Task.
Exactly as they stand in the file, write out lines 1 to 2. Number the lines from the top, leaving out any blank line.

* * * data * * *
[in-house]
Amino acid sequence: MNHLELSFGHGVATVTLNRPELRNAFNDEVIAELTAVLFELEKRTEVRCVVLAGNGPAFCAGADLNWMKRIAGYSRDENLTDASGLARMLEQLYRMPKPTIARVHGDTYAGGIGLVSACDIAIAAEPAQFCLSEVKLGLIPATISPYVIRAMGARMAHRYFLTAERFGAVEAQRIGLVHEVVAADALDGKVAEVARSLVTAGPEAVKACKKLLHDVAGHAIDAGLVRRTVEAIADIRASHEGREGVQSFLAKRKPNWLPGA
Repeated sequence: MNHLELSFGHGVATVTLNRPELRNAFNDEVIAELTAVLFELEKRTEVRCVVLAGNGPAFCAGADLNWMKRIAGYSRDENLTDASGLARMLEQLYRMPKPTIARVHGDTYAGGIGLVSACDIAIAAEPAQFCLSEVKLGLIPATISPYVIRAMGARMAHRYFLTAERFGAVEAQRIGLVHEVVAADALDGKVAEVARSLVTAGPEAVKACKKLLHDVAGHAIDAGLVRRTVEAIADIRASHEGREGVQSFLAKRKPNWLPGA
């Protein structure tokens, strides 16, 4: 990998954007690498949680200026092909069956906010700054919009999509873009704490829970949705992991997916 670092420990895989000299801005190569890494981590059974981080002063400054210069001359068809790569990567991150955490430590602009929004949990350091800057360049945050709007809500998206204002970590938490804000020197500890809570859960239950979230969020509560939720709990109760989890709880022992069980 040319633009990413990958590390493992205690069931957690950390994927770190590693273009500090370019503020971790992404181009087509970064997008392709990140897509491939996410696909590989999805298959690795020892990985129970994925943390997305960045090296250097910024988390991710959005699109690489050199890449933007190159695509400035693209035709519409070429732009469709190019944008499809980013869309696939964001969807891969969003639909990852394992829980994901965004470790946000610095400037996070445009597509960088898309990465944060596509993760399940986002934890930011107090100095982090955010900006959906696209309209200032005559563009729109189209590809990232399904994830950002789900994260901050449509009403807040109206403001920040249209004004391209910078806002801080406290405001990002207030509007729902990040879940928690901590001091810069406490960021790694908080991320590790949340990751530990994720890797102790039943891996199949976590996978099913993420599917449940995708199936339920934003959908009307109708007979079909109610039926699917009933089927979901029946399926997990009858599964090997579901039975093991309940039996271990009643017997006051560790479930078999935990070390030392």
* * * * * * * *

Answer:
[in-house]
Amino acid sequence: MNHLELSFGHGVATVTLNRPELRNAFNDEVIAELTAVLFELEKRTEVRCVVLAGNGPAFCAGADLNWMKRIAGYSRDENLTDASGLARMLEQLYRMPKPTIARVHGDTYAGGIGLVSACDIAIAAEPAQFCLSEVKLGLIPATISPYVIRAMGARMAHRYFLTAERFGAVEAQRIGLVHEVVAADALDGKVAEVARSLVTAGPEAVKACKKLLHDVAGHAIDAGLVRRTVEAIADIRASHEGREGVQSFLAKRKPNWLPGA